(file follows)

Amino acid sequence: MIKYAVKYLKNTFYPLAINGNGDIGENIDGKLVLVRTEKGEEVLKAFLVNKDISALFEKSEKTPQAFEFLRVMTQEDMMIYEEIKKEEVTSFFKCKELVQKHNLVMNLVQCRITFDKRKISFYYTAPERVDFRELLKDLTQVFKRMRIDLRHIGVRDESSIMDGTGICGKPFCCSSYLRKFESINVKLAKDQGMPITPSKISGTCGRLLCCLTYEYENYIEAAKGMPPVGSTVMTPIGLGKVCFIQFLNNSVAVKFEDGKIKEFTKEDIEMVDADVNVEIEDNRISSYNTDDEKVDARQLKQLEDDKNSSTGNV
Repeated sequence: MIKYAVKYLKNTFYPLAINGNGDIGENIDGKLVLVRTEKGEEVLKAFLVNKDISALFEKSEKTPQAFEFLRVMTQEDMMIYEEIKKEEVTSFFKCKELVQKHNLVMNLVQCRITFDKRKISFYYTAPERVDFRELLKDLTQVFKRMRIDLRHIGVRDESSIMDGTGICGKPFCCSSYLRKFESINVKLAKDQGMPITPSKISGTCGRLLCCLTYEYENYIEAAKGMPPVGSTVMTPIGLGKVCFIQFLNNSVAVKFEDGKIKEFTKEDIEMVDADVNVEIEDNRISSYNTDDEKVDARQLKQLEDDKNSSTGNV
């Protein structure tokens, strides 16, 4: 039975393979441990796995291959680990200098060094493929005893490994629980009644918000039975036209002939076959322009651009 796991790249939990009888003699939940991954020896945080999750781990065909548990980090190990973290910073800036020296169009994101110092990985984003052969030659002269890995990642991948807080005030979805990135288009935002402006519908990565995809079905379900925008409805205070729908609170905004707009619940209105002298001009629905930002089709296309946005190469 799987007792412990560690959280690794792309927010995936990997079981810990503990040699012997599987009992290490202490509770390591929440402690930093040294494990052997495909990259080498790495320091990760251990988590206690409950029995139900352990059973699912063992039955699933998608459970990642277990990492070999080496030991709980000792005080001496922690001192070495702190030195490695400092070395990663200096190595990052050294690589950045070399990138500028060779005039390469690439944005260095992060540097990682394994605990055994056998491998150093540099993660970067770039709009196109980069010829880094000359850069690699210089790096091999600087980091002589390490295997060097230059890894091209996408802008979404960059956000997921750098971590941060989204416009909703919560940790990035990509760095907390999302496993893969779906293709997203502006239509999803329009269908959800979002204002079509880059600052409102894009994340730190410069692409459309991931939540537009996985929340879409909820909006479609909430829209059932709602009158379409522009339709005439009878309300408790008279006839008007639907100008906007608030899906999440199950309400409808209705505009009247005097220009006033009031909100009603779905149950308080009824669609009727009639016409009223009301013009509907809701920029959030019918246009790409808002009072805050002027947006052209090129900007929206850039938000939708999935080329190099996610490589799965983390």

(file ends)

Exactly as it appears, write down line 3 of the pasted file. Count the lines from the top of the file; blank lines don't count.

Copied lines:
């Protein structure tokens, strides 16, 4: 039975393979441990796995291959680990200098060094493929005893490994629980009644918000039975036209002939076959322009651009 796991790249939990009888003699939940991954020896945080999750781990065909548990980090190990973290910073800036020296169009994101110092990985984003052969030659002269890995990642991948807080005030979805990135288009935002402006519908990565995809079905379900925008409805205070729908609170905004707009619940209105002298001009629905930002089709296309946005190469 799987007792412990560690959280690794792309927010995936990997079981810990503990040699012997599987009992290490202490509770390591929440402690930093040294494990052997495909990259080498790495320091990760251990988590206690409950029995139900352990059973699912063992039955699933998608459970990642277990990492070999080496030991709980000792005080001496922690001192070495702190030195490695400092070395990663200096190595990052050294690589950045070399990138500028060779005039390469690439944005260095992060540097990682394994605990055994056998491998150093540099993660970067770039709009196109980069010829880094000359850069690699210089790096091999600087980091002589390490295997060097230059890894091209996408802008979404960059956000997921750098971590941060989204416009909703919560940790990035990509760095907390999302496993893969779906293709997203502006239509999803329009269908959800979002204002079509880059600052409102894009994340730190410069692409459309991931939540537009996985929340879409909820909006479609909430829209059932709602009158379409522009339709005439009878309300408790008279006839008007639907100008906007608030899906999440199950309400409808209705505009009247005097220009006033009031909100009603779905149950308080009824669609009727009639016409009223009301013009509907809701920029959030019918246009790409808002009072805050002027947006052209090129900007929206850039938000939708999935080329190099996610490589799965983390």